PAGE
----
When you knock at my front door and are welcomed in, you never know what room you will walk into. Some days, (hopefully most days), it’s a living room, with couches that are free of clutter so that they actually function as a seat. But once a week it turns into a laundry room, where all the clean clothes are deposited waiting to be folded into tidy piles before (again hopefully) being put away. A few weeks ago it was a staging area, as we amassed all the decorations, linens, china, lighting, even dresses needed for our daughter’s big 18th birthday party. Recently, it was a bedroom for a week, as our king-sized bed frame had collapsed, and Robert was rebuilding it. (We will not mention the times when it is the junk room-you know, where everything that has no place of its own is scattered.) I often have twinges, as I open my front door, and find myself apologizing either mentally or verbally, for whatever state the living room is in. But I long ago decided that I’d much rather have people come in and be welcomed whenever they show up, rather than have to wait until my living room looks good enough to my eyes to feel absolutely comfortable.
When we open the door to worship, we likewise welcome people to a multi-purpose room. We call our biggest and best room a “sanctuary,” which invokes a sacred space for worship of the holy God. The primary function of our most important room at ABC is for worship. So when we think of how to arrange and decorate it, it’s worship we have in mind first and foremost.
But worship is not the only function of the sanctuary. I recently read of a church that calls its sanctuary the “living room.” We really could too. We welcome visitors in, we get to know each other better. Every time we share during prayer time, we are really conversing, living-room style.
Every communion Sunday, we turn our sanctuary into a dining room, where we share the Lord’s meal together. I’ve always thought of the sanctuary as a supply closet or pantry. We come to be nourished, to be filled with every spiritual blessing, for the purpose of leaving “home” after the service and sharing those blessings with others. We could think of it as the sick room, where people come to rest and be healed.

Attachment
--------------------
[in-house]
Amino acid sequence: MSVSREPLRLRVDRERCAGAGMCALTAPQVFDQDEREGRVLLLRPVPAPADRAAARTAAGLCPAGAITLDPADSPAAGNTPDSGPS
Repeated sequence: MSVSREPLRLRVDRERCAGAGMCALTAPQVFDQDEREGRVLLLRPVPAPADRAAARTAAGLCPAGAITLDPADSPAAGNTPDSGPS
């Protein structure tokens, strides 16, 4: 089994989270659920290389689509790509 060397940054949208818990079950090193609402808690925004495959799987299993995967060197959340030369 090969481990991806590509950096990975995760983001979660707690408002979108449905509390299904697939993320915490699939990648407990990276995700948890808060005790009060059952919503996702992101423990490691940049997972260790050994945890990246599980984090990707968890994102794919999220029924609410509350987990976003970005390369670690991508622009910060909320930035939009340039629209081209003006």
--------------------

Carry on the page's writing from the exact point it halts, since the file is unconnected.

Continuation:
As differing needs collide, we naturally feel some twinges about the use of our sacred space. When that happens, I usually find that we are holding together opposing values, and that creates some tension. For example, I have heard of some churches that do not allow children in the sanctuary during the worship service. Parents are very strongly encouraged to leave their children in a different room with age-appropriate activities and proper supervision. Some ABCers who visit other churches have reported that this seems odd to them.
I know the solid reasoning behind this practice. Adults who worship need silence, focus, a minimum of distraction in order to bring ourselves into God’s presence. It’s hard enough quieting our own rampaging thoughts, without the added distraction of a restless little body and a chattering little tongue. But at ABC we value not only worship, but also the togetherness of the body of Christ. We value bringing our little ones to Jesus and knowing that he welcomes them-where will they learn this but in a church that welcomes them? We value the significant blessing that loving adults can be to children. One of the major factors that negatively impacts at-risk youth is that they do not have any positive adult input outside their family (and sometimes not even within their families). And where in our society these days can youth receive that? One of the last natural places of connections other than sports is the church, so I love seeing our kids and teens interact across generations.
I welcome the tension caused by differing values when it comes to our sanctuary. Our sacred space is designed for worship and for so much more! If we bump elbows, it means we are using the space God gave us creatively, and hopefully we can meet the needs of everyone who knocks on our door. Above all, it is my prayer that anyone who walks into our sanctuary will feel a big “Akwaaba!” (That’s “welcome” in the Twi language, spoken with arms thrown wide open.)
So consider this your own personal invitation: Come on in! This space is for your personal use! This room is to be used in a way that you need. Connect to your God. Connect to others. Welcome to the sanctuary.
–Pastor Connie Larson Devaughn